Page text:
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Personal Income and Educational Attainment

By May 3, 2023Commentary

More highly educated people tend to make more money.  Education and learning should be a highly valued lifelong activity.  Love of learning should be a primary goal of our education system.  Parents should be deeply involved in their children’s education.  They often aren’t.  This is a particular issue in some minority communities, where taking school seriously is often derided.  Recent Census Bureau data is illuminating.  You can find a variety of tables on education and on family income.  You have to look at and extract data from the actual data sheets, so I am summarizing it here.  Draw your own conclusions about which racial groups tend to have stronger families, place more emphasis on education and therefore have higher incomes.  And don’t believe for one second that this has anything to do with “equity” or systemic racism.  It has to do with personal responsibility in how children are raised and what they value.  This is 2021 data.   (CB Data)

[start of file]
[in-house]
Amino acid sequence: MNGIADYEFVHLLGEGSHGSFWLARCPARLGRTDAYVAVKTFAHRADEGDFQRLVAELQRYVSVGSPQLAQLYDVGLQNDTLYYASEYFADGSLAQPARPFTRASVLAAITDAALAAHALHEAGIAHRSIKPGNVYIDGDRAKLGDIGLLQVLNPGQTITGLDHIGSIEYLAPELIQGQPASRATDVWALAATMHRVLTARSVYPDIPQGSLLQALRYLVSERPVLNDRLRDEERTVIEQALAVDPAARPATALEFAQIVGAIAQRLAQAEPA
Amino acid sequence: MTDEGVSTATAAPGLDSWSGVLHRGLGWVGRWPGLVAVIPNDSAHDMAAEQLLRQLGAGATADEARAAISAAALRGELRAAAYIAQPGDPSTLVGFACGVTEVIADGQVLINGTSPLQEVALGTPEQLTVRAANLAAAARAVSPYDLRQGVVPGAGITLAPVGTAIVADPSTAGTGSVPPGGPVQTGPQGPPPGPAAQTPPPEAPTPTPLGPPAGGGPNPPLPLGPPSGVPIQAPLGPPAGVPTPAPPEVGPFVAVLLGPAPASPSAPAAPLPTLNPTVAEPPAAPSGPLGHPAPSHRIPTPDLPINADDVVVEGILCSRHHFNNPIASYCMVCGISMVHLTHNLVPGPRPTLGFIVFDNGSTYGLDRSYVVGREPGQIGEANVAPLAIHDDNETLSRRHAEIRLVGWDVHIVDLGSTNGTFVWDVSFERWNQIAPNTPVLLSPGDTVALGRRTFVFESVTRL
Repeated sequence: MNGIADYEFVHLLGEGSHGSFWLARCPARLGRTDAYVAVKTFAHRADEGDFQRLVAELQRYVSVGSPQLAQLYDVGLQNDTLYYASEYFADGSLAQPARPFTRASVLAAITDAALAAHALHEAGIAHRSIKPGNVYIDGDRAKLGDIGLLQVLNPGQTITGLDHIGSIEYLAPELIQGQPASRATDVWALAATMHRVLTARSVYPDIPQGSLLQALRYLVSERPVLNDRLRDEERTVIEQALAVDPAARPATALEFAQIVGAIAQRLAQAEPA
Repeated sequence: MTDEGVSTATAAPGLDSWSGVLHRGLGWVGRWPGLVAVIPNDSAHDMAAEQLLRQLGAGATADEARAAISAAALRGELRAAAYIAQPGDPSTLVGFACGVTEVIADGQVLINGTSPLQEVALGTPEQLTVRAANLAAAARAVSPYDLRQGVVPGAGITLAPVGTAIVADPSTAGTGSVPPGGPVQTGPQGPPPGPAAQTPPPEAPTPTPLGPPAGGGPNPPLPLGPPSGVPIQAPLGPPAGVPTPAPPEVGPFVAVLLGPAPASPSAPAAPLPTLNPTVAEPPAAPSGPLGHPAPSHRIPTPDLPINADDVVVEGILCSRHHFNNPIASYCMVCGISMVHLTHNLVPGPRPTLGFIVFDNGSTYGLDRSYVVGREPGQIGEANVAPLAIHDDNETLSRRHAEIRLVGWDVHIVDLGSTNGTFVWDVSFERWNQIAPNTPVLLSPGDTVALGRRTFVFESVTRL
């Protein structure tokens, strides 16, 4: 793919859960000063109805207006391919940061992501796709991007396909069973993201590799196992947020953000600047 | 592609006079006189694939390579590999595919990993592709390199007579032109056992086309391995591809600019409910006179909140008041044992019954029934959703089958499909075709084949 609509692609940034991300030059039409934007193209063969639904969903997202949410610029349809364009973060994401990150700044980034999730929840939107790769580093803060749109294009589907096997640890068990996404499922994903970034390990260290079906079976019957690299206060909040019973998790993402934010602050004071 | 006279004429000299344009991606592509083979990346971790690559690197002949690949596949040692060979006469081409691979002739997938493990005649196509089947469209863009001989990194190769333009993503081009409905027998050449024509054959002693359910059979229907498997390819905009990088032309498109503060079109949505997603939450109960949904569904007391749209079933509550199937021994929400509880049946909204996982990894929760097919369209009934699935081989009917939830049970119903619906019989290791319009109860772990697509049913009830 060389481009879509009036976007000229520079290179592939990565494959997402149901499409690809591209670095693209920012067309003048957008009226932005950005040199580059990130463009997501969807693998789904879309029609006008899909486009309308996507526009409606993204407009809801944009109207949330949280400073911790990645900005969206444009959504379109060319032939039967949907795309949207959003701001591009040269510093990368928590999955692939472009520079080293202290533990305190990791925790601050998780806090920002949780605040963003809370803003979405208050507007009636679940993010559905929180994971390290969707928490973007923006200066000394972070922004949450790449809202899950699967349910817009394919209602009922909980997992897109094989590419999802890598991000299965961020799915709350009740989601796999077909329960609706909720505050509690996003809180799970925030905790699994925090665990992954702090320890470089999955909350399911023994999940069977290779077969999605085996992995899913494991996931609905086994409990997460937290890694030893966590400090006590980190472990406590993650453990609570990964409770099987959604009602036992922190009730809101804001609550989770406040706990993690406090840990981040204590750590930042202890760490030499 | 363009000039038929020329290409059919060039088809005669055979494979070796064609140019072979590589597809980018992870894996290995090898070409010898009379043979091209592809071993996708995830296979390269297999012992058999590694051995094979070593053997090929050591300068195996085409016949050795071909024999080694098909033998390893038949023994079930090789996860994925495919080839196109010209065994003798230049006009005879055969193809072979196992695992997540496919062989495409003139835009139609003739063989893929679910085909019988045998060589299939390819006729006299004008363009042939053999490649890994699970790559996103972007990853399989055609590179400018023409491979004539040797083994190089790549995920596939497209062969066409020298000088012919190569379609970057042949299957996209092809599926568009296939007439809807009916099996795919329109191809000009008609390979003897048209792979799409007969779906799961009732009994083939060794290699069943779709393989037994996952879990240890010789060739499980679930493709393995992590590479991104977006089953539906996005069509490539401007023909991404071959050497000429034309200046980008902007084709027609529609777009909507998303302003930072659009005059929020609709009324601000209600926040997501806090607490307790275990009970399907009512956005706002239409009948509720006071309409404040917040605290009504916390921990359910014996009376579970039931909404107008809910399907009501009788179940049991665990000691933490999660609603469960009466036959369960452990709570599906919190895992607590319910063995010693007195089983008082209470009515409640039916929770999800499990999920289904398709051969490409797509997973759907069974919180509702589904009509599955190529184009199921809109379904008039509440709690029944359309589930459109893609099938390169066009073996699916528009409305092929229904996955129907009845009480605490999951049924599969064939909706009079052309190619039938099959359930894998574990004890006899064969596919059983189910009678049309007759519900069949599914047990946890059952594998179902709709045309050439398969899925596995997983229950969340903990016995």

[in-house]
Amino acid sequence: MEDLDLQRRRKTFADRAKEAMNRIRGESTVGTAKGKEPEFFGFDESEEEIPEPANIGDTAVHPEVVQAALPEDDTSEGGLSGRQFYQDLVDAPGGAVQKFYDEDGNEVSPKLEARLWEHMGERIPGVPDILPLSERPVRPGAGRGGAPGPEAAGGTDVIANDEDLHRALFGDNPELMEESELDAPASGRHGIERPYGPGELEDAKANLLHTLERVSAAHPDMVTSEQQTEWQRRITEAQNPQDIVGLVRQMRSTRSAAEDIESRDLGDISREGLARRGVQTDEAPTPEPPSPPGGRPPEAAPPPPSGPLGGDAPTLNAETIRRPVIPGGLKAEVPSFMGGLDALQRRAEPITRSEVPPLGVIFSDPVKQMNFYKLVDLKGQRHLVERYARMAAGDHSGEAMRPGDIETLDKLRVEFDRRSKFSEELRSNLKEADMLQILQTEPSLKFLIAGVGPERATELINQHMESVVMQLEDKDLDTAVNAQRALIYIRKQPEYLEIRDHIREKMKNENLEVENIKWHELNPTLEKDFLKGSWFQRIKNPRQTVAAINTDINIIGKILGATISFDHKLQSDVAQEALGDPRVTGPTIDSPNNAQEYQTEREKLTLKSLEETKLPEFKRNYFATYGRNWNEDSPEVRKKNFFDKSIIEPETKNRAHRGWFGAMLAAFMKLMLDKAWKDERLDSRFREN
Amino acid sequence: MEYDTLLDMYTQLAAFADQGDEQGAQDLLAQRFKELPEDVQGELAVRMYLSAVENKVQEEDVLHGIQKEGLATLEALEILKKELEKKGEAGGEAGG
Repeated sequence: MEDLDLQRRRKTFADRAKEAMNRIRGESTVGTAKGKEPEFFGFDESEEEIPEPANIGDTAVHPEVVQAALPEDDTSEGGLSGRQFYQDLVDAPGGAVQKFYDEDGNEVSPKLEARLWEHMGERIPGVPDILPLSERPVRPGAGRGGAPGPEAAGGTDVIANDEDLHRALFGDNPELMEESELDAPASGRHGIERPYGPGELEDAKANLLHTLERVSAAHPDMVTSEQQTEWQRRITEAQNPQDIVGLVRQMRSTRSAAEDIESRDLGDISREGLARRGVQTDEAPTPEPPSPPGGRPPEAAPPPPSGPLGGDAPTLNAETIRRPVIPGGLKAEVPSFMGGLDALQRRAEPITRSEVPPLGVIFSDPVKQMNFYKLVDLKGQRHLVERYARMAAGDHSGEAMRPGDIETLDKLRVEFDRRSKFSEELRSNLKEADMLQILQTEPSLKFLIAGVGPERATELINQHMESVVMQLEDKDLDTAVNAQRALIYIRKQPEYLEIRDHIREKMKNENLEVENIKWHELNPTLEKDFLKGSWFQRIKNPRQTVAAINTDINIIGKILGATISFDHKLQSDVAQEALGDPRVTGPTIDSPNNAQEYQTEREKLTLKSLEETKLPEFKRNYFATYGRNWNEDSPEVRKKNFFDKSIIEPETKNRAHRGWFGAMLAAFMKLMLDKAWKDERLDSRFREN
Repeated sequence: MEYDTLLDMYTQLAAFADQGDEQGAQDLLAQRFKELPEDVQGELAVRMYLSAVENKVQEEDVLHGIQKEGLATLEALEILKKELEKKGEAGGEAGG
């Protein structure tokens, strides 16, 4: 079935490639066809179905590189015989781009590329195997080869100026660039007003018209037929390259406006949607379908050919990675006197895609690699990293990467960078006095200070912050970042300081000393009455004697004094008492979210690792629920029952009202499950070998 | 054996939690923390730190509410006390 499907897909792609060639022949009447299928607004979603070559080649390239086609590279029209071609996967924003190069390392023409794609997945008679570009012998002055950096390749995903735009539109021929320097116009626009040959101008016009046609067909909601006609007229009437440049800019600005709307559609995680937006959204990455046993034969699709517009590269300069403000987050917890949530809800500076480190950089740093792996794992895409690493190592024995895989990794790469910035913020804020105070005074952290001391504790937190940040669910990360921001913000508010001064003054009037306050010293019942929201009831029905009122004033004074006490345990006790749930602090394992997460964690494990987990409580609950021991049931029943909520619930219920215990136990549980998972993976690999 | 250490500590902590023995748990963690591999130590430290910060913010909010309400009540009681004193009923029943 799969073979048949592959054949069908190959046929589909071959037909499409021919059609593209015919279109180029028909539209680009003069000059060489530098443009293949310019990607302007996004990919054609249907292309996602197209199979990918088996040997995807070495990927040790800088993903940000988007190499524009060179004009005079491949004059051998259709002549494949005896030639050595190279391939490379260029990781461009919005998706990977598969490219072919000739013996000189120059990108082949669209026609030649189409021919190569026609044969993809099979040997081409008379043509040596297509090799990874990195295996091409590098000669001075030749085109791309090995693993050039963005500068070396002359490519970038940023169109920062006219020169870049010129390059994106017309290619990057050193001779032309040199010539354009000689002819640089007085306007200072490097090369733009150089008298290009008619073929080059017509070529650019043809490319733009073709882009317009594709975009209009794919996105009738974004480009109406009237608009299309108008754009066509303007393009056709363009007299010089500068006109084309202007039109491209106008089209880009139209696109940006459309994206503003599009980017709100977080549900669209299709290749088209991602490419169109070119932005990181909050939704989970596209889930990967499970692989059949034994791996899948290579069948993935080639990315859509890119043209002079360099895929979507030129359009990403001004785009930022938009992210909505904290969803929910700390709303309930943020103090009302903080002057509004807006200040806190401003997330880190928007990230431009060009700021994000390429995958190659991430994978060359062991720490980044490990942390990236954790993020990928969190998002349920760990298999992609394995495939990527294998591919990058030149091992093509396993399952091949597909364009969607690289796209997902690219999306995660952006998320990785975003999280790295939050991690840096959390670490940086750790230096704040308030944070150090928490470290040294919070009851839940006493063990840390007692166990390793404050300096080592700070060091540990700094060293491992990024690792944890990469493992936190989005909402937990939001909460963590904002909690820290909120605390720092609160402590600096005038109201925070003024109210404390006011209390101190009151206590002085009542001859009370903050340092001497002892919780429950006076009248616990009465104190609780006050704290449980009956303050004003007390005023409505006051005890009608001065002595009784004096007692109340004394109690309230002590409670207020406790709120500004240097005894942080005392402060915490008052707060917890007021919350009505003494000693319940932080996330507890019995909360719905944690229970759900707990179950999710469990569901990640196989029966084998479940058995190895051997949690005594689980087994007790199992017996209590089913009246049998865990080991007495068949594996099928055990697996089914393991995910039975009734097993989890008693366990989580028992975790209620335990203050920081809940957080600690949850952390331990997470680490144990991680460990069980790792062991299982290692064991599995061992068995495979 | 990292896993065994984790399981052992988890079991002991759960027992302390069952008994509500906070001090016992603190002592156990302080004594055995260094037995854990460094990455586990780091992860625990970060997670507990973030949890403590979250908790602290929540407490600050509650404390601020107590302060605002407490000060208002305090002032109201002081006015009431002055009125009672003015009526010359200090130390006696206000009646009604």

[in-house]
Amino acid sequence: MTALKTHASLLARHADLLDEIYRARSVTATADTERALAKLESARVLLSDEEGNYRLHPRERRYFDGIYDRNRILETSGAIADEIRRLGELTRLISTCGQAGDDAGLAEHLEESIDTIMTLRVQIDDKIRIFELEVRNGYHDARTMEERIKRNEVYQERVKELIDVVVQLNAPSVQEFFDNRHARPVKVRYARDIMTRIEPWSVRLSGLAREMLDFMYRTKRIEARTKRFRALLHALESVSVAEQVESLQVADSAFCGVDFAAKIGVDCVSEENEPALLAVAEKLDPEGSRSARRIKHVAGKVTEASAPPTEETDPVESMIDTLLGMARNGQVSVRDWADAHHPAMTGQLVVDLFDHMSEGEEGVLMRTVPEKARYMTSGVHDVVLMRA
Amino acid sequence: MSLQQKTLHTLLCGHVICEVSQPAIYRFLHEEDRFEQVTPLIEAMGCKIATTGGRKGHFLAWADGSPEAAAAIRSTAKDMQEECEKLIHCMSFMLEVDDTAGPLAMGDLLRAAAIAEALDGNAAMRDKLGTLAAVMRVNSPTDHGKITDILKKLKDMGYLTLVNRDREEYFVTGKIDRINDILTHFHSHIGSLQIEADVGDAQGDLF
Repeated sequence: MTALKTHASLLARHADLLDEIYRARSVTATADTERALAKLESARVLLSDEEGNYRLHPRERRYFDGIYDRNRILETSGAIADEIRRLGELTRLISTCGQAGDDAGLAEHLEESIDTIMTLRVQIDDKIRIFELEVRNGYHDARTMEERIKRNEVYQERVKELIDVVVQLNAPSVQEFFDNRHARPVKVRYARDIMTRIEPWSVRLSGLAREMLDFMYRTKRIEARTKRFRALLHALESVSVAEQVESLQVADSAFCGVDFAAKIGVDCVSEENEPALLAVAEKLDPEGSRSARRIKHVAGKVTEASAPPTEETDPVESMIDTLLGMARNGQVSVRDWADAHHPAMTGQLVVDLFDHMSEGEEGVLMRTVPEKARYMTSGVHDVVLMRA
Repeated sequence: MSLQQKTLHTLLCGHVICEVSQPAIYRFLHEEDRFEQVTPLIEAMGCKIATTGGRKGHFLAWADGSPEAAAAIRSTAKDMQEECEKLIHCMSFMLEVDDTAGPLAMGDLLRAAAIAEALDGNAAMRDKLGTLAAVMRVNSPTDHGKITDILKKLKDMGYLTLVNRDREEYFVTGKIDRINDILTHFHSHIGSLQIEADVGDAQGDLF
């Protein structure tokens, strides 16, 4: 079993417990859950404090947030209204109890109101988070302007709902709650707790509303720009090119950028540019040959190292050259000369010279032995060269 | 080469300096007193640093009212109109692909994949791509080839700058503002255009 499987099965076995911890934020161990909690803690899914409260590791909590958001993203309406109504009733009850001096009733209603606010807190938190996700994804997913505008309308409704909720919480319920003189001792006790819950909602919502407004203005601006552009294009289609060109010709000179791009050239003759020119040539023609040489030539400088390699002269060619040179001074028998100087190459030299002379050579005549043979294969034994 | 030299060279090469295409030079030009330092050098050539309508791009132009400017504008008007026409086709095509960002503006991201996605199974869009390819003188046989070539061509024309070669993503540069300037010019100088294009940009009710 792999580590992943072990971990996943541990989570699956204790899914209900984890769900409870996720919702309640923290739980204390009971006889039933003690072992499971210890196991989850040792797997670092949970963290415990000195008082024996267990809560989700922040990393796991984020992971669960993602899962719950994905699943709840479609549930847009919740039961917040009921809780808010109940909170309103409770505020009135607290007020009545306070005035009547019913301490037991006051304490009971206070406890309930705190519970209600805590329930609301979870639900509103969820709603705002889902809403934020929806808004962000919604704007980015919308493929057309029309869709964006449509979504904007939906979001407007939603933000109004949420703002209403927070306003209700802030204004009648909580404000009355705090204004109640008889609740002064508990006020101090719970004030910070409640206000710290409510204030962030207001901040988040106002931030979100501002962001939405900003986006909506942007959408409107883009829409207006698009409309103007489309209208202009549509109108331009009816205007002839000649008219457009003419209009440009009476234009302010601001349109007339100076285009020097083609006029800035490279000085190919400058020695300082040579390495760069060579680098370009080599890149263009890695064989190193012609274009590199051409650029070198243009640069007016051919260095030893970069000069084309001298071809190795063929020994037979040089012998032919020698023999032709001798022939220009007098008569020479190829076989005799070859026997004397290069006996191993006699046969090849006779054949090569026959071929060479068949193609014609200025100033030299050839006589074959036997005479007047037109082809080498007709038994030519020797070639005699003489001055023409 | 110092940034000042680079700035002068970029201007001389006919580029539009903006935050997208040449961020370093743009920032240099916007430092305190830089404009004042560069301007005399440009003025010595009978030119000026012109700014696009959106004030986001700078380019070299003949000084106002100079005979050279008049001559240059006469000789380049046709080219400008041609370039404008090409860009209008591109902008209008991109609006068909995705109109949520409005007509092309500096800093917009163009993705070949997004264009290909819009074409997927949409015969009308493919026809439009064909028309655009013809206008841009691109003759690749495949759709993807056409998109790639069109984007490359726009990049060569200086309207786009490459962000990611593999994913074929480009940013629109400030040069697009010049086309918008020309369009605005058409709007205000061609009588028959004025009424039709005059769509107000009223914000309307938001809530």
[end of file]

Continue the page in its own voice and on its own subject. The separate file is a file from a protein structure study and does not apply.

Educational attainment by race, as a percent of those over age 18 (it appears that a person who has a bachelors and a masters would appear twice, for example, but the notes are not clear):

White– Bachelor Degree 22.6%, Masters 9.5%, Professional Degree 1.4%, PhD 1.8%

Hispanic–Bachelor 13.2%, Masters 4%, Professional .6%, PhD .5%

Black–Bachelor 16%, Masters 7.5%, Professional .8%, PhD 1.1%

Asian–Bachelor 33%, Masters 18%, Professional 2.1%, PhD 4.9%

Family income by race:

White– average is $126,000, median is $92,000, average per family member is $41,000

Hispanic–average $86,000, median $62,000, average per family member $24,000

Black–average $84,000, median $60,000, average per family member $25,000

Asian–average $159,000, median $118,000, average per family member $47,000

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